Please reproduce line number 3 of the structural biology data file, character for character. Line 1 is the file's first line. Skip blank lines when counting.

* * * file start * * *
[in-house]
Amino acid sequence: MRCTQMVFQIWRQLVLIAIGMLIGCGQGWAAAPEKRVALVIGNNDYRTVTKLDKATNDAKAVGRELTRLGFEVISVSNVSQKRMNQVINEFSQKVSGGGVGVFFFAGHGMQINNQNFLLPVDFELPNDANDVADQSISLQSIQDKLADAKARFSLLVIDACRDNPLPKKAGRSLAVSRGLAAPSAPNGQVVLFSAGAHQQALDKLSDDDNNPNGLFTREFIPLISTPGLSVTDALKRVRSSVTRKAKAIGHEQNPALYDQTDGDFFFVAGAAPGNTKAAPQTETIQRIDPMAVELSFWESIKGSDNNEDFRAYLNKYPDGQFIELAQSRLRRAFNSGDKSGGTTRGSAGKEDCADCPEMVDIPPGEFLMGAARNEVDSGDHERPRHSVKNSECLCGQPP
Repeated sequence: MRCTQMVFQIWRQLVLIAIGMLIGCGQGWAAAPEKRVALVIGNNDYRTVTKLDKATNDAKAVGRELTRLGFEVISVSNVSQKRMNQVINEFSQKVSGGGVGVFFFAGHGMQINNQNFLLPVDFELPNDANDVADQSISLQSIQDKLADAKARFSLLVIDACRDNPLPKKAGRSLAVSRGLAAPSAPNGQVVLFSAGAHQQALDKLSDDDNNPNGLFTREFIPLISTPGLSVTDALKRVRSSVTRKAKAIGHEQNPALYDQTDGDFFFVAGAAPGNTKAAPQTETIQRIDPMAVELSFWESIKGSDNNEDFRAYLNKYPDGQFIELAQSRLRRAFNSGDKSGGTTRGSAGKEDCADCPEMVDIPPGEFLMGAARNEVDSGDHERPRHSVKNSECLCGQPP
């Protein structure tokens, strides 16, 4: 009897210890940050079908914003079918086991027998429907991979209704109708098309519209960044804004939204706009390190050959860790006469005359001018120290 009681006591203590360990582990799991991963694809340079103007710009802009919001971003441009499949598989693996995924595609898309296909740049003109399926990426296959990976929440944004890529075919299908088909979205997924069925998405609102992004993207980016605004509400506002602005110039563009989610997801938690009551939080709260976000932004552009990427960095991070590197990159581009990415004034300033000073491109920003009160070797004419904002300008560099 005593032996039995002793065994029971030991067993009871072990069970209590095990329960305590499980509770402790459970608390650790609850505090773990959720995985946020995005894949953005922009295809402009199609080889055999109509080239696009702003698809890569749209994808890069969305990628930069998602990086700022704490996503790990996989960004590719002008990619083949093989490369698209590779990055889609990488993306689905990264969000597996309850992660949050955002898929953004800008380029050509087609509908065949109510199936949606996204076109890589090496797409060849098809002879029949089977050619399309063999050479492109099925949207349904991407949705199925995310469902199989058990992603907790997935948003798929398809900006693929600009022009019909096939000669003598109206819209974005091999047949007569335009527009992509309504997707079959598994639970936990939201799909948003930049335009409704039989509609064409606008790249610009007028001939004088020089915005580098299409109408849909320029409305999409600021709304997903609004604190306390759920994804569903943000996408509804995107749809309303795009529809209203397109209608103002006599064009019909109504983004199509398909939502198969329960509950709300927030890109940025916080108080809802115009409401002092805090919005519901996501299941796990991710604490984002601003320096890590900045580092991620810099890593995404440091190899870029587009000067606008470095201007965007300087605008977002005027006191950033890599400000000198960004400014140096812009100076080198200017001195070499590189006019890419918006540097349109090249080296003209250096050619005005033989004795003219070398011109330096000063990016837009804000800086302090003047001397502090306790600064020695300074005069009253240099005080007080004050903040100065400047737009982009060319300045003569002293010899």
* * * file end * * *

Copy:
Repeated sequence: MRCTQMVFQIWRQLVLIAIGMLIGCGQGWAAAPEKRVALVIGNNDYRTVTKLDKATNDAKAVGRELTRLGFEVISVSNVSQKRMNQVINEFSQKVSGGGVGVFFFAGHGMQINNQNFLLPVDFELPNDANDVADQSISLQSIQDKLADAKARFSLLVIDACRDNPLPKKAGRSLAVSRGLAAPSAPNGQVVLFSAGAHQQALDKLSDDDNNPNGLFTREFIPLISTPGLSVTDALKRVRSSVTRKAKAIGHEQNPALYDQTDGDFFFVAGAAPGNTKAAPQTETIQRIDPMAVELSFWESIKGSDNNEDFRAYLNKYPDGQFIELAQSRLRRAFNSGDKSGGTTRGSAGKEDCADCPEMVDIPPGEFLMGAARNEVDSGDHERPRHSVKNSECLCGQPP